"United we bargain, divided we beg."

Wednesday, July 21, 2010

Back to the Grind

I took one full day's rest before getting back to the summer farm routine - well, of course I milked the goats, but other than that. Yesterday, it was back on track, full steam ahead!

The first thing I did was walk the property and take mental notes. The grass is awfully high, and the mower is still broken, but I made Homero use the weedeater to clear a space around the fruit trees and to whack down the poison hemlock, which is flowering even though it has been mowed twice already. My little garden is almost lost in the high grass. I see that many of my plants are a dead loss - I think the problem is my heavy clay soil, which bakes into a brick when it gets hot and dry. I did mix in a lot of compost, but that didn't do the trick, I guess. My beets, for example, made nice big leaves but no beets at all. Same with the carrots. Squash and beans, on the other hand, are doing very well. I have harvested three zucchinis and have more little ones which will be ready in a week or so. Potatoes look good. Tomatoes not so much.

The trees all look good - man are we going to have a lot of pears. There are so many pears on that big tree we'll probably have to make cider. Or, as pear cider is called, Perry. One of the small pear trees also has a few dozen pears on it. The Ranier cherry bore fruit, and I was looking forward to eating some, but when I got there the birds had eaten most of each cherry, without taking the cherries off the tree, so it looked like they were still good from far away. Bummer. Net next year, I guess.


However, I did harvest a big ol' bowl of cherries - pie cherries from the neighbor's trees that lean out over the fenceline. These cherries aren't very sweet, but we still like to eat them out of hand, they are juicy and bracingly tart. When we had eaten our fill, I used the rest to make a cherry cordial with vodka. I'll keep it in the freezer and come christmas put it into pretty little bottles for my friends who drink.

I also made some fresh cheese (although the cheese I left in the fridge to age is doing so deliciously) and am making more today.

I checked through the bee equipment to try and put together two honey-supers (the small boxes you put on top of the hives this time of year to collect extra honey) and realized we didn't have enough frames. So I put an ad on Craigslist and immediately found someone willing to lend me ten frames in exchange for half my surplus honey - if any, of course. I explained this is my first year and I might not get any. She understood and was willing to take the risk. So, later today Rowan and I will put the supers on.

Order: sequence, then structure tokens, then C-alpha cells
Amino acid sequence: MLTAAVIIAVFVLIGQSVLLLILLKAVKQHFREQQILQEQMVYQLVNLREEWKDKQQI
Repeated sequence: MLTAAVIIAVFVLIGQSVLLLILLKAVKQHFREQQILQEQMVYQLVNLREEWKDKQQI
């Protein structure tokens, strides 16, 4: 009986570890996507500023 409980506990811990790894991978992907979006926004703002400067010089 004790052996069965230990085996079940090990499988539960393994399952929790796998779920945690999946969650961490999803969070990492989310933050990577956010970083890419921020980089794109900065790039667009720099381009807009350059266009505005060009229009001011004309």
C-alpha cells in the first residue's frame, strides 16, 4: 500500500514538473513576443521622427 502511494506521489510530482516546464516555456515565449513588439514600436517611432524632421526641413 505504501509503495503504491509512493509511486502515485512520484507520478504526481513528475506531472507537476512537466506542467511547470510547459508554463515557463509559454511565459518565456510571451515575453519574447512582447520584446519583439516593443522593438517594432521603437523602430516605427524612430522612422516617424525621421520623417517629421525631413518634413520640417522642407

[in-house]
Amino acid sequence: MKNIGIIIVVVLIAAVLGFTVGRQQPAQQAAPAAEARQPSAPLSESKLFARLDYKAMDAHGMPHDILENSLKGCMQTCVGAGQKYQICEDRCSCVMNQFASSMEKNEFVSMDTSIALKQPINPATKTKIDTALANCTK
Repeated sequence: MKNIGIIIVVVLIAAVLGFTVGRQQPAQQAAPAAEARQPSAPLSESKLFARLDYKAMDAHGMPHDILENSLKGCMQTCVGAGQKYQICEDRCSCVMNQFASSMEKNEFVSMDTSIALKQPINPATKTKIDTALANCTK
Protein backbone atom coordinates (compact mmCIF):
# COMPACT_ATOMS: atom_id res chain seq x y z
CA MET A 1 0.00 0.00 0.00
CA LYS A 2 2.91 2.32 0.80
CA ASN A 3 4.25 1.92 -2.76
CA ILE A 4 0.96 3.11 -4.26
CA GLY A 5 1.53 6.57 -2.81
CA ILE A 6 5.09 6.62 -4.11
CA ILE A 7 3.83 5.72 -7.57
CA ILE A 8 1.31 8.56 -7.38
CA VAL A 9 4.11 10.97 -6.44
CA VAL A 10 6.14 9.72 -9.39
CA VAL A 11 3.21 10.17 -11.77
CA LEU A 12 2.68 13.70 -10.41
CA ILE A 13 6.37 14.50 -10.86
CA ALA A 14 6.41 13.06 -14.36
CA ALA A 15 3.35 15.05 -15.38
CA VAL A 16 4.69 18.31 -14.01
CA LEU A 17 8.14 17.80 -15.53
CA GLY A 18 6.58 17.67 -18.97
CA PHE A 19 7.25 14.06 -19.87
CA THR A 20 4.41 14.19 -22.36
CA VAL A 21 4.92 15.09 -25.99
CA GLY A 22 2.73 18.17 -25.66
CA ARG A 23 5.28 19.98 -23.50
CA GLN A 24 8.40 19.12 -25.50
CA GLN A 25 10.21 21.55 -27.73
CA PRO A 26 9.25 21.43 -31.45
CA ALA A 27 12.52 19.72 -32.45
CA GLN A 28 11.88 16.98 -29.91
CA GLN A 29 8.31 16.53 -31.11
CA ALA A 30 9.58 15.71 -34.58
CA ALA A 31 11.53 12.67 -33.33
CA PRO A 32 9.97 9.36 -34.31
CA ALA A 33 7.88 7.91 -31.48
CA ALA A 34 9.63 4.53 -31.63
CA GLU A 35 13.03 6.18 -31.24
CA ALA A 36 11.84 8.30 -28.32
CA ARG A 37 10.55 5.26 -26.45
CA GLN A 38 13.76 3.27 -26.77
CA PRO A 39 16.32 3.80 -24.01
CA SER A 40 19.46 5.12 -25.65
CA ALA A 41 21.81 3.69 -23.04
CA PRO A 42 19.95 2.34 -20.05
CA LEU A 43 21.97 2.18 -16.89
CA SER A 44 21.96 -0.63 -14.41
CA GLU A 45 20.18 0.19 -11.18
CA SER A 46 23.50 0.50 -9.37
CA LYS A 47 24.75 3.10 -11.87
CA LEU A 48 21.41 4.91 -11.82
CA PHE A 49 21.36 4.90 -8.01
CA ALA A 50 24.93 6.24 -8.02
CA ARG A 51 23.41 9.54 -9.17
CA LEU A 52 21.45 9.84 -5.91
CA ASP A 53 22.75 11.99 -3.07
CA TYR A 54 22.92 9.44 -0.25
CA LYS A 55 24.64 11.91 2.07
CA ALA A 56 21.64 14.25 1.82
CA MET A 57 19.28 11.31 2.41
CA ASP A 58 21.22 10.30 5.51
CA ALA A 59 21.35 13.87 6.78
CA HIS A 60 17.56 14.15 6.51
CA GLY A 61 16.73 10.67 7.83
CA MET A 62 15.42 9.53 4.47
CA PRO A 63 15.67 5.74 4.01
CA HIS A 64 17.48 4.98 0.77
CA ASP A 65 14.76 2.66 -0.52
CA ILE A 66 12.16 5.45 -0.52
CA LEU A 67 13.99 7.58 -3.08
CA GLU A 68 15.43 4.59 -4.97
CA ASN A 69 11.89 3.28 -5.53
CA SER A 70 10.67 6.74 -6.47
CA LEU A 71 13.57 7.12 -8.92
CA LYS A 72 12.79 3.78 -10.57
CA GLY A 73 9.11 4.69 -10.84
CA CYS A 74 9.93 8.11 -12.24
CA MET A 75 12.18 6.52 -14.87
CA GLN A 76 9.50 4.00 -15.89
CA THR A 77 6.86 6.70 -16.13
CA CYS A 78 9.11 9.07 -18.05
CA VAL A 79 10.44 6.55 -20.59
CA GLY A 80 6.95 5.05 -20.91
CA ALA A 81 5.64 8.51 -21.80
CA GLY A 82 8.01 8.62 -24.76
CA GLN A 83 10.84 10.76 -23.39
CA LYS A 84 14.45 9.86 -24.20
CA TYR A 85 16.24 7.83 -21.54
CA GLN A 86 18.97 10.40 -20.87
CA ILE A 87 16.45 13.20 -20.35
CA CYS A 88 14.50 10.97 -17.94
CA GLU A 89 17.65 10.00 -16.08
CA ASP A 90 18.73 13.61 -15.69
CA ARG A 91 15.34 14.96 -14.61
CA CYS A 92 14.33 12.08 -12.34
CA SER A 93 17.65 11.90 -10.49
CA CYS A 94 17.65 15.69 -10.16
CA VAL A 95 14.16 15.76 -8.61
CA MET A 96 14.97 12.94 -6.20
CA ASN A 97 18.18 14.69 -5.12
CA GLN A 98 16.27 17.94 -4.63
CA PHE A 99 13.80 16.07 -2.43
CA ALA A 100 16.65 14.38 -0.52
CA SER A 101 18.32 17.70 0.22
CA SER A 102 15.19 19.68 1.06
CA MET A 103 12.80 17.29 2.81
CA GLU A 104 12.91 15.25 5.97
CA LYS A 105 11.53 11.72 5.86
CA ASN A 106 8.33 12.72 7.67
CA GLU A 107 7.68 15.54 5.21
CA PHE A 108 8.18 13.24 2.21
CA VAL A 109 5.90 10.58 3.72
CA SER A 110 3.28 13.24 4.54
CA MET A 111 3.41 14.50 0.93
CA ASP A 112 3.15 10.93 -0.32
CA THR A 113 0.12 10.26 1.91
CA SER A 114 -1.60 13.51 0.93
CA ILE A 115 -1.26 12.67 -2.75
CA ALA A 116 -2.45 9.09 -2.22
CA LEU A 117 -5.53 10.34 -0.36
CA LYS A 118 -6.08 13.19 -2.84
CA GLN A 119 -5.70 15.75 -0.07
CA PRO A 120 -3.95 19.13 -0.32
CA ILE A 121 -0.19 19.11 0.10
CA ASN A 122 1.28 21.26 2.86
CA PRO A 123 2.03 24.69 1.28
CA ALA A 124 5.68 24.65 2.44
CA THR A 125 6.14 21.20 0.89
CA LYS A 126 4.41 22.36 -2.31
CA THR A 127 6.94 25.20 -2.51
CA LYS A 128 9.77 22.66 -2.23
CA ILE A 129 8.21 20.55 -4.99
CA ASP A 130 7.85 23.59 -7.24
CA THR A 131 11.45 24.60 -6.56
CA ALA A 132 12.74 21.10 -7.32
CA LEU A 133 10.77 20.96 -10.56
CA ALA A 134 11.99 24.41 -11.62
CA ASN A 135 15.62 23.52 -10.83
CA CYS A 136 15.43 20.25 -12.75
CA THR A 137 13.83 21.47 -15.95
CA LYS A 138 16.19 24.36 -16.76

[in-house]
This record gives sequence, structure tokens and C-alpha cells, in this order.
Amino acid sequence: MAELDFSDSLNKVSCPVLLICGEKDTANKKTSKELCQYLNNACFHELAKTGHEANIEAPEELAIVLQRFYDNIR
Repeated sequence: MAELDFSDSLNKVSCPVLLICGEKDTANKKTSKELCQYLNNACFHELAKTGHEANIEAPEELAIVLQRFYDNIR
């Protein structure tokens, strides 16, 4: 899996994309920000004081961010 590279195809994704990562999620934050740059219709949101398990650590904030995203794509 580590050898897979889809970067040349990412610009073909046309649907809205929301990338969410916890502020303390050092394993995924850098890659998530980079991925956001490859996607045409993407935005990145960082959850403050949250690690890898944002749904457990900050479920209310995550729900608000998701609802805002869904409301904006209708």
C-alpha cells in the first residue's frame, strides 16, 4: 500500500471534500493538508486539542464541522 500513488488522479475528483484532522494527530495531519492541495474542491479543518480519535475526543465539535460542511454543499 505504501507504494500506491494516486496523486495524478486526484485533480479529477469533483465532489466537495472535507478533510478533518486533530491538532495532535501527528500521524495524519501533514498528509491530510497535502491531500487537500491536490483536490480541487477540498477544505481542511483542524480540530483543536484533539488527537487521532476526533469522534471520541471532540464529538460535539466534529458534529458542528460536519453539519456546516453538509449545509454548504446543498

The farrier is coming today. The ponies have lost their halters somewhere in the field so I have to try and find them and go buy new ones if I can't. They haven't been handled in a few weeks, of course, and Rosie especially is as wild as a deer. I'm sure the farrier will have a wonderful time. He just loves Rosie - NOT.

Also it is high hay season and if we want to stock up on reasonably priced hay now is the time to go buy it off the fields. Of course the pickup truck is out of commission, so I'll have to either borrow somebody's truck or pay to have hay delivered.

Oh I forgot to mention yesterday I also took the kids out to the raspberry fields to pick berries before the season ends. We came home with four gallon-sized ziplocs full, two of which are already gone. Raspberries are my favorite berry, and I want to pick as many as I can this week for the freezer.

As you can see, I have my work cut out for me, so I'd better get off my butt and get to it.

6 comments:

polly's path said...

ack! My comment just vanished!
I was trying to say that taking a day off after vacation ALWAYS works miraculously for me.
Also, I am amazed at your success with craigslist and encouraged to try and find a few things I need on the farm, plus get rid of a few extras.

Keri said...

Hey, what a great blog. Love all the photos and your writings. Happy I stopped in and will be bak. Keri

Aimee said...

thanks Keri! I like yours, too!

upinak said...

I love reading about your little farm. It gives me inspiration for when I finally get a house with some land... but not as much as you.

To help your clay dirt... if you drink coffee, keep the grounds in a bucket and work it into the clay. If you also use a little saw dust (a cup is all you need per mound) and work it in with the coffee grounds.. it will help break up the clay and you can compost on it pretty well. If you are able not to have to use that land for a year.. you will have awesome soil for plants the year after that.

Also I saw your friend with her parrot. It is a yellow naped amazon. I use to breen them when I was a teenager.

:)

The Idiot Gardener said...

It's always the way; you turn your back for a short time, and it all goes wild! I'm currently trying not to look in one corner of the garden, because it's so overgrown.

Olive said...

Aimee, I'm green with envy over your pears, the type I like the most. Sadly I think you will have to buy some netting for you fruit. It's most annoying that the birds eat a little from each fruit and don't leave many without the big hole in one side. It happens here too. WE have even had them eat from the weeping cherry tree which does bear some fruit, not a lot, but definitely INEDIBLE. The sour cherry that hangs over the fence makes excellent jam (jelly to you)